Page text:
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How Interval Training Leads to Weight Loss

interval-training

Have you been working out several times a week, but still not dropping those pounds and inches? It may be time to try interval training, which has been proven to bring results, when traditional exercise routines just can’t. And remember — if either traditional or interval training regimes are still too painful, our physical therapists can get you back to those workouts in no time!

Why Does Interval Training Work?

High Intensity Interval Training (HIIT) involves quick, intense bursts of activity, followed by brief “recovery periods” of moderate movement. A classic HIIT example is two minutes of walking, 60 seconds of jogging, then repeating this alternate pattern during a 20 to 30 minute session.  

Alternating between interval bursts and a more moderate pace increases your body’s need for oxygen, keeping your heart rate pumping faster and burning more calories. And that fat burning effect continues throughout the day!

Running HIIT

If you’re a beginning jogger, your interval training could include the manageable routine mentioned above of walking for two minutes, running for one minute, then repeating the routine for about 20 minutes.

In the coming weeks, gradually move up to jogging slowly (rather than walking) for four minutes and then running for four minutes. Complete five cycles during a 30-minute workout.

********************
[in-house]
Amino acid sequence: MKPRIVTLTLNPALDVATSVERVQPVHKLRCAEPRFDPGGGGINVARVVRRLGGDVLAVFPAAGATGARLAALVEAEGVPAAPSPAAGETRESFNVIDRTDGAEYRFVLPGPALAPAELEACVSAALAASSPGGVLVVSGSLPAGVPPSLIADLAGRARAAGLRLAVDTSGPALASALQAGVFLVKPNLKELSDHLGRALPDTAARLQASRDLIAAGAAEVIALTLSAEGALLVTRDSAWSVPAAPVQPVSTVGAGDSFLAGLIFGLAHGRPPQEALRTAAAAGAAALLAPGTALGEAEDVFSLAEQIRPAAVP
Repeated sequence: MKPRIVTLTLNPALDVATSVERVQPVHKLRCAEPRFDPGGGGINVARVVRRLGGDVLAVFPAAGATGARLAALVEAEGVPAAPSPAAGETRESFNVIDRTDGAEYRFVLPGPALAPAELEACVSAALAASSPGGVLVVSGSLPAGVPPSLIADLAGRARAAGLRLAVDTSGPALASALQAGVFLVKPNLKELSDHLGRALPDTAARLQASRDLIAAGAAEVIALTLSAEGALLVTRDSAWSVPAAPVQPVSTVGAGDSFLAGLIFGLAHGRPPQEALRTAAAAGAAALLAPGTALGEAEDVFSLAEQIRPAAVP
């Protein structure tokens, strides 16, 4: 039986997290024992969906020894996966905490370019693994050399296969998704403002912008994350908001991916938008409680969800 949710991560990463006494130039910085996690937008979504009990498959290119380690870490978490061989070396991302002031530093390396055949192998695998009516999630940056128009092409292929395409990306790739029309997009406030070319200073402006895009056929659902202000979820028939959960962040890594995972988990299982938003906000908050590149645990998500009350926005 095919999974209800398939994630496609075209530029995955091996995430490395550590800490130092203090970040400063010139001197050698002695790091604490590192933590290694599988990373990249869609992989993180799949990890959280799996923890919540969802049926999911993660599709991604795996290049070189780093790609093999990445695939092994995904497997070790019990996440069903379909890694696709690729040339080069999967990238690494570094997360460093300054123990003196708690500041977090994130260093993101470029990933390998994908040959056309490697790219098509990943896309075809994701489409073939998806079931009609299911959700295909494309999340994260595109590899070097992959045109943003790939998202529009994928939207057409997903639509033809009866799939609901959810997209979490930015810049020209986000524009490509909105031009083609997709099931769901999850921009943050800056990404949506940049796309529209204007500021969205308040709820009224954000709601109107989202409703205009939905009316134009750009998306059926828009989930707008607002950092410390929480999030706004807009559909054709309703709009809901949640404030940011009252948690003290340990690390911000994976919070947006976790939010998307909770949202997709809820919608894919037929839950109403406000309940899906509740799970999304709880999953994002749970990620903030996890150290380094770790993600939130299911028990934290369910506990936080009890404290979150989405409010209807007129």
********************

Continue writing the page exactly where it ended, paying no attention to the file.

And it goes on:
Swimming HIIT

Interval training swimming is ideal for those with movement challenges, because it delivers an intense workout that builds strength and promotes flexibility, all while exerting minimal strain on bones, joints, and tendons.

Break your swimming interval training sessions into laps. For example,  swim one 25-meter freestyle quickly, followed by a leisurely 25-meter backstroke.

Jump Rope HIIT

Try your new jump rope interval training by jumping 100 reps and resting for 1 minute. Repeat 10 times. Alternatively, time your reps by jumping for 30 seconds, resting for 60 seconds, and so on, for at least 20 minutes.

Stationary Bike HIIT

Before your session, make sure the resistance level on your stationary bike is set high enough that your legs don’t spin wildly during the intense phase of the HIIT workout.

Start with a steady five minute warm-up at a moderate pace before switching to 30 seconds of intense pedaling, then 30 seconds of easy pedaling. Repeated this pattern four or five times. Finish with reps of one minute of intensity, followed by one minute of easy pedaling.

 

Having trouble during those intense bursts of activity? Give Agility Physical Therapy a call so that you can incorporate the right kind of physical training into your personalized HIIT workout.

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